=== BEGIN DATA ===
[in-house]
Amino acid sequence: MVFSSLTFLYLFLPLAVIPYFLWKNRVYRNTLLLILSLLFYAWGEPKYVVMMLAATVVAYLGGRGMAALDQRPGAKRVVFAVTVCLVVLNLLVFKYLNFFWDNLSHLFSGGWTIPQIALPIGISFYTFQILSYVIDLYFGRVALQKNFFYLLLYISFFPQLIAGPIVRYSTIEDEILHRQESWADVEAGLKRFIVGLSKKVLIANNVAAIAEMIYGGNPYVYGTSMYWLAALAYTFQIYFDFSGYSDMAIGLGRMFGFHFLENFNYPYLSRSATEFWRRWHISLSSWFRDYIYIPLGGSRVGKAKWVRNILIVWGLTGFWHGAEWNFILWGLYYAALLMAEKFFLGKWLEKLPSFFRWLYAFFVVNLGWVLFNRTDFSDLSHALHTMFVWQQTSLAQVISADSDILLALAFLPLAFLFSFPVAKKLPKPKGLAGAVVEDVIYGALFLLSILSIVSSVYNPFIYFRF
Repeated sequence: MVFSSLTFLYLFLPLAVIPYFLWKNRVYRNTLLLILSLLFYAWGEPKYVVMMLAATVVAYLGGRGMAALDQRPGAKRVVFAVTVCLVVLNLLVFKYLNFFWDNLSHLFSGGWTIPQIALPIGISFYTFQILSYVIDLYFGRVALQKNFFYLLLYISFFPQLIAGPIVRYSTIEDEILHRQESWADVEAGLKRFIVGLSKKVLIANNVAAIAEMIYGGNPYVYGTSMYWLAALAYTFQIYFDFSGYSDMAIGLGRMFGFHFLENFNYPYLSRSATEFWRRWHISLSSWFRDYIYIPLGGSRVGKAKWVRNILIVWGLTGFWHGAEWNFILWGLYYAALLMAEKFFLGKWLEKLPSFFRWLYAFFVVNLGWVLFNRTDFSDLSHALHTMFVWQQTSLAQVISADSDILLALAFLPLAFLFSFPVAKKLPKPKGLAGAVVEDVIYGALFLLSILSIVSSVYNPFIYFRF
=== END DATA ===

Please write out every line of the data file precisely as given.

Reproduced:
[in-house]
Amino acid sequence: MVFSSLTFLYLFLPLAVIPYFLWKNRVYRNTLLLILSLLFYAWGEPKYVVMMLAATVVAYLGGRGMAALDQRPGAKRVVFAVTVCLVVLNLLVFKYLNFFWDNLSHLFSGGWTIPQIALPIGISFYTFQILSYVIDLYFGRVALQKNFFYLLLYISFFPQLIAGPIVRYSTIEDEILHRQESWADVEAGLKRFIVGLSKKVLIANNVAAIAEMIYGGNPYVYGTSMYWLAALAYTFQIYFDFSGYSDMAIGLGRMFGFHFLENFNYPYLSRSATEFWRRWHISLSSWFRDYIYIPLGGSRVGKAKWVRNILIVWGLTGFWHGAEWNFILWGLYYAALLMAEKFFLGKWLEKLPSFFRWLYAFFVVNLGWVLFNRTDFSDLSHALHTMFVWQQTSLAQVISADSDILLALAFLPLAFLFSFPVAKKLPKPKGLAGAVVEDVIYGALFLLSILSIVSSVYNPFIYFRF
Repeated sequence: MVFSSLTFLYLFLPLAVIPYFLWKNRVYRNTLLLILSLLFYAWGEPKYVVMMLAATVVAYLGGRGMAALDQRPGAKRVVFAVTVCLVVLNLLVFKYLNFFWDNLSHLFSGGWTIPQIALPIGISFYTFQILSYVIDLYFGRVALQKNFFYLLLYISFFPQLIAGPIVRYSTIEDEILHRQESWADVEAGLKRFIVGLSKKVLIANNVAAIAEMIYGGNPYVYGTSMYWLAALAYTFQIYFDFSGYSDMAIGLGRMFGFHFLENFNYPYLSRSATEFWRRWHISLSSWFRDYIYIPLGGSRVGKAKWVRNILIVWGLTGFWHGAEWNFILWGLYYAALLMAEKFFLGKWLEKLPSFFRWLYAFFVVNLGWVLFNRTDFSDLSHALHTMFVWQQTSLAQVISADSDILLALAFLPLAFLFSFPVAKKLPKPKGLAGAVVEDVIYGALFLLSILSIVSSVYNPFIYFRF